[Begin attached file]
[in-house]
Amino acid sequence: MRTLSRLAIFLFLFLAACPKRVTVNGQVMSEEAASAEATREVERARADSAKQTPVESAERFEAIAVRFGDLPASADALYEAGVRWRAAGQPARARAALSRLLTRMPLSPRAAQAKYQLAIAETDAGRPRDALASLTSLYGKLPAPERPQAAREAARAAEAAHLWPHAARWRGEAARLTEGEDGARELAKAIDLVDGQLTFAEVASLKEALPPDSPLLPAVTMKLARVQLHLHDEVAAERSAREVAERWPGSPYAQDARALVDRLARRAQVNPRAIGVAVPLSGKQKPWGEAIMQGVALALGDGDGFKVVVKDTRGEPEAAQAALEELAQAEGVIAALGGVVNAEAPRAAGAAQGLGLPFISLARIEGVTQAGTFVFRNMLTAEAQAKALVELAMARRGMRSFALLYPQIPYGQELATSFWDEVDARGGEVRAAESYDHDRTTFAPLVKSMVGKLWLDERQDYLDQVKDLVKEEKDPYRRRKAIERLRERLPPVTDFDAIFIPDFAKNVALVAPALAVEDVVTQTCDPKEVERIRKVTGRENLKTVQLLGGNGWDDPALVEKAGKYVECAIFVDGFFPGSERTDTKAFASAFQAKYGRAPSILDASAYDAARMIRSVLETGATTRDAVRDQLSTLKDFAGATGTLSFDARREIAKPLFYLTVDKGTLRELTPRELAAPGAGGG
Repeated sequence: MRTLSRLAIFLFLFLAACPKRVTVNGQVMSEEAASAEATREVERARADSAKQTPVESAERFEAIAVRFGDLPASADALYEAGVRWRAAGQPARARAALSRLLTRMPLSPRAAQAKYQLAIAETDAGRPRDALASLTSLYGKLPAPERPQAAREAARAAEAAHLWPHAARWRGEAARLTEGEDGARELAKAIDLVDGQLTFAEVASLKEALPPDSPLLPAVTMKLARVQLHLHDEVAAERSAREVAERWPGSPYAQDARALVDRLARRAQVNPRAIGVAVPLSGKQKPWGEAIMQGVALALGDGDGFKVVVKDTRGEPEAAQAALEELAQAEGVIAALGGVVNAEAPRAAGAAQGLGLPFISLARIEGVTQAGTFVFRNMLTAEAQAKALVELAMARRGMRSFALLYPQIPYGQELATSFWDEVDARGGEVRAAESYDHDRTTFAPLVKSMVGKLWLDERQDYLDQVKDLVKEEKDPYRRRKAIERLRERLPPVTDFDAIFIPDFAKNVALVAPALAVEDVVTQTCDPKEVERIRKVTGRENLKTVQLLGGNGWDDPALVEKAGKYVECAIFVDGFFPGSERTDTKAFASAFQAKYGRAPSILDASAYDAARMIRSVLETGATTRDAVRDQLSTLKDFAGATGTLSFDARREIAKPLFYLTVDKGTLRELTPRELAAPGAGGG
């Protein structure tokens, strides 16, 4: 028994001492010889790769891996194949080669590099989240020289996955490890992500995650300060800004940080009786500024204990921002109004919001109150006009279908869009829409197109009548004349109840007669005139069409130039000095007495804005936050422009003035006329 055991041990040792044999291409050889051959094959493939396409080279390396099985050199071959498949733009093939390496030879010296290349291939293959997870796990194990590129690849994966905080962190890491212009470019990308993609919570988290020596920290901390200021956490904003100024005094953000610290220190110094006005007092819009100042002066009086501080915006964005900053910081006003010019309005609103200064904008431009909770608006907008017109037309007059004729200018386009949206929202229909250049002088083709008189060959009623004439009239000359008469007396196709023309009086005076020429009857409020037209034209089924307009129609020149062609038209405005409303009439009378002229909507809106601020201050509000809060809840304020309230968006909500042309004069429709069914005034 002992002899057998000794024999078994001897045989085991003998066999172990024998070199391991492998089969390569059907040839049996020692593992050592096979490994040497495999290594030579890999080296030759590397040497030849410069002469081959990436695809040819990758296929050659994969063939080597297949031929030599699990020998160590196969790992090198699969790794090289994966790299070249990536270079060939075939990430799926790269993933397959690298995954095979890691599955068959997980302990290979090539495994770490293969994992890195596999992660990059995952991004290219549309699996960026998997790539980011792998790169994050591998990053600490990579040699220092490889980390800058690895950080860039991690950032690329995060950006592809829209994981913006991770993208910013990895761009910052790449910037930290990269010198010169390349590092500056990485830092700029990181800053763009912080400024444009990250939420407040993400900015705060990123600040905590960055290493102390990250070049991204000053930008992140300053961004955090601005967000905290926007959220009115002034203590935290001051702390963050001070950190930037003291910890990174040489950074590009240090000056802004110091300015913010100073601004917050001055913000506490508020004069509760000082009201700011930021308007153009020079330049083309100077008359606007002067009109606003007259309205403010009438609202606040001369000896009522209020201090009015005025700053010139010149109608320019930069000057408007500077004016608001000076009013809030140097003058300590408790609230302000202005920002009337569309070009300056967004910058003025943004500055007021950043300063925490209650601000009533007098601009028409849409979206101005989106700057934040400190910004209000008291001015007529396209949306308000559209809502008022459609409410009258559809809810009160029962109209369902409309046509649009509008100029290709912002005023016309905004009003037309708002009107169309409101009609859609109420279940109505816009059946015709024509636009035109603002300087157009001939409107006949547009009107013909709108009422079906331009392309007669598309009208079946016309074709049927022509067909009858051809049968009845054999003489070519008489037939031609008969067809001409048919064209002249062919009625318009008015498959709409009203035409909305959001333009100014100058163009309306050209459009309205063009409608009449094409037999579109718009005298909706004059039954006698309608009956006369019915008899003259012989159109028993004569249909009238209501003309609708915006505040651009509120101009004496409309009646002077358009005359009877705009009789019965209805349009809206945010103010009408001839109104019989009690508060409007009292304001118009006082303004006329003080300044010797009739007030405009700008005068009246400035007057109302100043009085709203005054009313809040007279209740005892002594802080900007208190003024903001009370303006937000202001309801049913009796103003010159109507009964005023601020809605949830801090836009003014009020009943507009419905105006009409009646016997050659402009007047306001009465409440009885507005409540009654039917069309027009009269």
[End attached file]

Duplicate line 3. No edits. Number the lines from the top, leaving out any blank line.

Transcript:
Repeated sequence: MRTLSRLAIFLFLFLAACPKRVTVNGQVMSEEAASAEATREVERARADSAKQTPVESAERFEAIAVRFGDLPASADALYEAGVRWRAAGQPARARAALSRLLTRMPLSPRAAQAKYQLAIAETDAGRPRDALASLTSLYGKLPAPERPQAAREAARAAEAAHLWPHAARWRGEAARLTEGEDGARELAKAIDLVDGQLTFAEVASLKEALPPDSPLLPAVTMKLARVQLHLHDEVAAERSAREVAERWPGSPYAQDARALVDRLARRAQVNPRAIGVAVPLSGKQKPWGEAIMQGVALALGDGDGFKVVVKDTRGEPEAAQAALEELAQAEGVIAALGGVVNAEAPRAAGAAQGLGLPFISLARIEGVTQAGTFVFRNMLTAEAQAKALVELAMARRGMRSFALLYPQIPYGQELATSFWDEVDARGGEVRAAESYDHDRTTFAPLVKSMVGKLWLDERQDYLDQVKDLVKEEKDPYRRRKAIERLRERLPPVTDFDAIFIPDFAKNVALVAPALAVEDVVTQTCDPKEVERIRKVTGRENLKTVQLLGGNGWDDPALVEKAGKYVECAIFVDGFFPGSERTDTKAFASAFQAKYGRAPSILDASAYDAARMIRSVLETGATTRDAVRDQLSTLKDFAGATGTLSFDARREIAKPLFYLTVDKGTLRELTPRELAAPGAGGG